But I think what I’ve learned is that I have to be leery of a team that relies on such a young player to be its leading scorer.
natesilver: Maybe you just need more isolation scoring in the playoffs? Or more scoring, period?
chris.herring: I remember a stat from last year: Donovan Mitchell was the first rookie to lead a playoff team in regular-season scoring since Carmelo Anthony.
I think there’s a reason we don’t see it happen much. And I think it’s even more problematic for a team built like that to have all sorts of horrible defensive breakdowns, because at that point, you know they have no shot at keeping up in a shootout against one of the best scorers in modern history.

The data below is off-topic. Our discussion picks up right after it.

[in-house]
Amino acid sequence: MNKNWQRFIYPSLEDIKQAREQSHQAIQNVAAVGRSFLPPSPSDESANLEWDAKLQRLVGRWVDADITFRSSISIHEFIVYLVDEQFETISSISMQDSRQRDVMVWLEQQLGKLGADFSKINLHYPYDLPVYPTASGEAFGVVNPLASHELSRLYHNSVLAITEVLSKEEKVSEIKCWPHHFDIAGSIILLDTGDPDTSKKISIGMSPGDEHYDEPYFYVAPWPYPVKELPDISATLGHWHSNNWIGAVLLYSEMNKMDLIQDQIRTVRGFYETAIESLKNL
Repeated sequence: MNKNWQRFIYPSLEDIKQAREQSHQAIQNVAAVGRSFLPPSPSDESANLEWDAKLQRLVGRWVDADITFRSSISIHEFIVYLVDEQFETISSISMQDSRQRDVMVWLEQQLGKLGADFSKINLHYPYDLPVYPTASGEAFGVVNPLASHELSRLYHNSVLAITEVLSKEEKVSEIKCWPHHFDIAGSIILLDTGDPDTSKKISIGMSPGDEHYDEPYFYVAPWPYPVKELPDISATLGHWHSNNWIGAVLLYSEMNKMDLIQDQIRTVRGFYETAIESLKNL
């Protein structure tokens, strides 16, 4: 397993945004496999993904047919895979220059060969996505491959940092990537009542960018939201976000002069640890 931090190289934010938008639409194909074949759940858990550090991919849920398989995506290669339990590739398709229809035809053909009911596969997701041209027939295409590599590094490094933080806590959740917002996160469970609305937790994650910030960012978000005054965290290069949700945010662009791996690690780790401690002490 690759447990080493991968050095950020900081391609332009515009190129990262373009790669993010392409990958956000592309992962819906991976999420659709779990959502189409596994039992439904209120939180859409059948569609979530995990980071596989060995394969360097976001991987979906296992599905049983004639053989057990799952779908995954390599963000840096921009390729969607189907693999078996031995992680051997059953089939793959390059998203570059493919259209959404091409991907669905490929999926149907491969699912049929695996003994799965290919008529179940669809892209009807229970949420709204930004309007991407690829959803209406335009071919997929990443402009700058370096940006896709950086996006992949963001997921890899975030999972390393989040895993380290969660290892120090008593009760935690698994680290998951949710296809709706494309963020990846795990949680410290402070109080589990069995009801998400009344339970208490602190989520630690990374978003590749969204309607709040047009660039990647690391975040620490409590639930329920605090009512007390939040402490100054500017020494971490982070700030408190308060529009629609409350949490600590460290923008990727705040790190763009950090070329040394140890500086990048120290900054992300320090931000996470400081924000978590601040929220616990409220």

If Quin Snyder rolls out the exact same defensive scheme that he did in Games 1 and 2, this series will end in a sweep.
natesilver: Is Mitchell … a little bit like Carmelo Anthony in that he’s taking too many shots? I mean, I guess he has to take a lot of shots with that lineup. But Utah really needs another player who can create his own shot.
tchow: What if you played a player like Royce O’Neale more? He’s +1.8 on defense (according to our model), and it looks like they do a bit better defensively with him on the floor.
chris.herring: He’s another example of what Nate is talking about, though: A guy that isn’t likely to create his own shot.
This is a team that will need to take a long, hard look at itself this summer despite how well it’s played during the second half of these last two seasons.
tchow: One obvious fix would be to get rid of Grayson Allen.